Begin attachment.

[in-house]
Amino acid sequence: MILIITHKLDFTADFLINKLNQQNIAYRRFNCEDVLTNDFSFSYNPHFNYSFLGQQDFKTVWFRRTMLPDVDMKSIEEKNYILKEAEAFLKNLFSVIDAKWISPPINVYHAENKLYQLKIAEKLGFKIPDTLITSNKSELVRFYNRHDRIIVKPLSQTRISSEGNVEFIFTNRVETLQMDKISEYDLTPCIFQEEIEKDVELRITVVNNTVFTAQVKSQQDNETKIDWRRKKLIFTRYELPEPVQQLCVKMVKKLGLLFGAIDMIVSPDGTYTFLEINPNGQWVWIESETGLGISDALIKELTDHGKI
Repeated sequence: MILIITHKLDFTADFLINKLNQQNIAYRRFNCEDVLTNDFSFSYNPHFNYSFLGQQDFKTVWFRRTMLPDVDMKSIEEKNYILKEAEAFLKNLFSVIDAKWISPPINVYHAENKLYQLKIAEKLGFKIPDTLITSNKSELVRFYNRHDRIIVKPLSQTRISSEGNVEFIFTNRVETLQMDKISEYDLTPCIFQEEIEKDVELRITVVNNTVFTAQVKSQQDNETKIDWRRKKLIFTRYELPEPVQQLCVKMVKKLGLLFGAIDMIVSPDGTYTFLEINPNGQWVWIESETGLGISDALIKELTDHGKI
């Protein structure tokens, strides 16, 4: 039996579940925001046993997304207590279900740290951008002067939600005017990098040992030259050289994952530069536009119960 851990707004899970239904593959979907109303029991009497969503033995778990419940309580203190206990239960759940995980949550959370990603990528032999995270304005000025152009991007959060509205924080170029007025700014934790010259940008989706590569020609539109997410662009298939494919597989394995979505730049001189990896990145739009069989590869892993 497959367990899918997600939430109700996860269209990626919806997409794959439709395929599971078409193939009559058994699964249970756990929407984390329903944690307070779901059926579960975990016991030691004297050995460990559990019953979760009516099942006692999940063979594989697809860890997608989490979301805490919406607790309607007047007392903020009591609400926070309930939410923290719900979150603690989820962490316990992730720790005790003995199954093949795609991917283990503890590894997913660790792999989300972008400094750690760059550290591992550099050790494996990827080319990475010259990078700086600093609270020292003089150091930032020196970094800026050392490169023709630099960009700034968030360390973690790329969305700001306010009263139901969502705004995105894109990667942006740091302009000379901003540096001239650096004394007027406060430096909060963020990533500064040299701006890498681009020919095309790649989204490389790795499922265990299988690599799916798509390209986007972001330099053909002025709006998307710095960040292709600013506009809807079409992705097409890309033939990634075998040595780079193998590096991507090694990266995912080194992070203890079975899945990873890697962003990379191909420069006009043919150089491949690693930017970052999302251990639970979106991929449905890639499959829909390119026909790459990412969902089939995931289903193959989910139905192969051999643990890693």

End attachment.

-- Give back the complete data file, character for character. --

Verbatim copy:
[in-house]
Amino acid sequence: MILIITHKLDFTADFLINKLNQQNIAYRRFNCEDVLTNDFSFSYNPHFNYSFLGQQDFKTVWFRRTMLPDVDMKSIEEKNYILKEAEAFLKNLFSVIDAKWISPPINVYHAENKLYQLKIAEKLGFKIPDTLITSNKSELVRFYNRHDRIIVKPLSQTRISSEGNVEFIFTNRVETLQMDKISEYDLTPCIFQEEIEKDVELRITVVNNTVFTAQVKSQQDNETKIDWRRKKLIFTRYELPEPVQQLCVKMVKKLGLLFGAIDMIVSPDGTYTFLEINPNGQWVWIESETGLGISDALIKELTDHGKI
Repeated sequence: MILIITHKLDFTADFLINKLNQQNIAYRRFNCEDVLTNDFSFSYNPHFNYSFLGQQDFKTVWFRRTMLPDVDMKSIEEKNYILKEAEAFLKNLFSVIDAKWISPPINVYHAENKLYQLKIAEKLGFKIPDTLITSNKSELVRFYNRHDRIIVKPLSQTRISSEGNVEFIFTNRVETLQMDKISEYDLTPCIFQEEIEKDVELRITVVNNTVFTAQVKSQQDNETKIDWRRKKLIFTRYELPEPVQQLCVKMVKKLGLLFGAIDMIVSPDGTYTFLEINPNGQWVWIESETGLGISDALIKELTDHGKI
């Protein structure tokens, strides 16, 4: 039996579940925001046993997304207590279900740290951008002067939600005017990098040992030259050289994952530069536009119960 851990707004899970239904593959979907109303029991009497969503033995778990419940309580203190206990239960759940995980949550959370990603990528032999995270304005000025152009991007959060509205924080170029007025700014934790010259940008989706590569020609539109997410662009298939494919597989394995979505730049001189990896990145739009069989590869892993 497959367990899918997600939430109700996860269209990626919806997409794959439709395929599971078409193939009559058994699964249970756990929407984390329903944690307070779901059926579960975990016991030691004297050995460990559990019953979760009516099942006692999940063979594989697809860890997608989490979301805490919406607790309607007047007392903020009591609400926070309930939410923290719900979150603690989820962490316990992730720790005790003995199954093949795609991917283990503890590894997913660790792999989300972008400094750690760059550290591992550099050790494996990827080319990475010259990078700086600093609270020292003089150091930032020196970094800026050392490169023709630099960009700034968030360390973690790329969305700001306010009263139901969502705004995105894109990667942006740091302009000379901003540096001239650096004394007027406060430096909060963020990533500064040299701006890498681009020919095309790649989204490389790795499922265990299988690599799916798509390209986007972001330099053909002025709006998307710095960040292709600013506009809807079409992705097409890309033939990634075998040595780079193998590096991507090694990266995912080194992070203890079975899945990873890697962003990379191909420069006009043919150089491949690693930017970052999302251990639970979106991929449905890639499959829909390119026909790459990412969902089939995931289903193959989910139905192969051999643990890693």